Over the past week, we've been reporting that U.S. government sources
Mike McConnell's account to Congress that FISA Court rulings unreasonably delayed surveillance on Iraqi insurgents who kidnapped U.S. troops this spring. The sources blamed cumbersome bureaucratic hurdles for the delay, not the court, and questioned why obtaining an emergency surveillance order -- good for 72 hours before approval by a judge -- should have taken so long to acquire.
Late yesterday, under pressure from House intelligence committee chairman Silvestre Reyes (D-TX), McConnell's office released a timeline of events that seems to vindicate our reporting. According to Pamela Hess of the Associated Press
The timeline, obtained Thursday by The Associated Press, showed that the Bush administration held "internal deliberations" on the "novel and complicated issues" presented by the emergency FISA request for more than four hours after the National Security Agency's top lawyer had approved it.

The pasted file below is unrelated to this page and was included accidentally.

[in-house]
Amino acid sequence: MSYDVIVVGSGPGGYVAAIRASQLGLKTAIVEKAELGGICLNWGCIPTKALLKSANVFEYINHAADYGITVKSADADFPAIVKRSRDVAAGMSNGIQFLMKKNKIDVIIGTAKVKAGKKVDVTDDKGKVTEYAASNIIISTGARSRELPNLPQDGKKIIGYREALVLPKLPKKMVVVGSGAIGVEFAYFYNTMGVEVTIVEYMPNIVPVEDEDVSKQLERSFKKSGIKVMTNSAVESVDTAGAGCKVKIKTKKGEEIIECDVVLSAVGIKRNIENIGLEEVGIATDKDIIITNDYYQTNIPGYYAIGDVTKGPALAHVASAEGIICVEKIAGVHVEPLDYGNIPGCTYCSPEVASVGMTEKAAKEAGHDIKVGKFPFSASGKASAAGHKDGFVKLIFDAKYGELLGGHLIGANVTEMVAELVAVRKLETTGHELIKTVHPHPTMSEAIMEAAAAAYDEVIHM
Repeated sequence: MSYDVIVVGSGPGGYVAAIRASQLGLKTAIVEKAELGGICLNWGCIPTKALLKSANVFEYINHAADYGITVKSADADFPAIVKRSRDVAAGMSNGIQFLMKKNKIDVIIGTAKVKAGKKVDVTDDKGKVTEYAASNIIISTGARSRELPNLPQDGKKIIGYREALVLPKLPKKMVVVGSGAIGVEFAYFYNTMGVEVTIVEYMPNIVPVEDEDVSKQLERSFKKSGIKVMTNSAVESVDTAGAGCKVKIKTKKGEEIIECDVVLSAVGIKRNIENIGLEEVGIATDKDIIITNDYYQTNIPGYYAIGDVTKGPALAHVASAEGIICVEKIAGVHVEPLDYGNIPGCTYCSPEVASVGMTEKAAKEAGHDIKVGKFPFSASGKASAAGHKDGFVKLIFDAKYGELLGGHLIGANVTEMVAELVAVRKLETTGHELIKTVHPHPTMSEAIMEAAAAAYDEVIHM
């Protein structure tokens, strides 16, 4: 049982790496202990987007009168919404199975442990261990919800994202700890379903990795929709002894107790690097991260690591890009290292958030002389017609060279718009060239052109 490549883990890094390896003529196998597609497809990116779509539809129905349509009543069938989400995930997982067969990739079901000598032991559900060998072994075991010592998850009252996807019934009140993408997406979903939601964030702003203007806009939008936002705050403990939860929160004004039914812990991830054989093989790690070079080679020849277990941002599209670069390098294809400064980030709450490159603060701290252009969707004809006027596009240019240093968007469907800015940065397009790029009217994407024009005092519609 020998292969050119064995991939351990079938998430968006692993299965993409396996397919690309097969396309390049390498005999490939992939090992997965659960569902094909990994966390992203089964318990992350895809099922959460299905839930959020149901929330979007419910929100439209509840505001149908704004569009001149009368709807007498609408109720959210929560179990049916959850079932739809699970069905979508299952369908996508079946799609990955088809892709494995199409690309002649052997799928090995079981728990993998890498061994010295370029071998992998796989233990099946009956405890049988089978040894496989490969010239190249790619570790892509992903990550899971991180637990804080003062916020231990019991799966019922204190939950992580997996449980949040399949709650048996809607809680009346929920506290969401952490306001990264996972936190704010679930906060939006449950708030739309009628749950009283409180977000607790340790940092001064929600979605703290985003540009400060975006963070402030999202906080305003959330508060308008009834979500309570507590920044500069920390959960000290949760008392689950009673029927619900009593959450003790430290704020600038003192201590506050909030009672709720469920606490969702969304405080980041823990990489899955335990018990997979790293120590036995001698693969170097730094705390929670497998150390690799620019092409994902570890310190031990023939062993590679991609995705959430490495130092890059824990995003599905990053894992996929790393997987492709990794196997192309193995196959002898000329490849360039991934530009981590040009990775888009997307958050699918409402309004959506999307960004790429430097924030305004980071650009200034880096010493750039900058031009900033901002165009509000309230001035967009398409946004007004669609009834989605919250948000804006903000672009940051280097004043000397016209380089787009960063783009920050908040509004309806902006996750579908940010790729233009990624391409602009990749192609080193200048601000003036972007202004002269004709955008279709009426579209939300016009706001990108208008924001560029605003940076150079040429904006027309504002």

The chairman of the House Intelligence Committee, Rep. Silvestre Reyes, D-Texas, last week blamed the delay on unnecessary bureaucracy within the Justice Department. Justice Department and U.S. intelligence officials dispute that, and say the NSA decision alone was not legally sufficient to authorize an emergency request.
"It's not a done deal at that point," Dean Boyd, a spokesman for Justice Department, said Thursday. "We believed we needed additional information and needed to resolve novel legal questions before we were satisfied we could take this to the attorney general."
Another two hours passed when Justice Department officials had trouble tracking down Alberto Gonzales, then the attorney general. He was speaking at a conference of U.S. attorneys in Texas.
Justice Department officials had to make several phone calls to Gonzales' staff before they were able to speak directly with him to get his authorization for the surveillance, according to the timeline.
The delay resulted in the death of one of the kidnapped soldiers.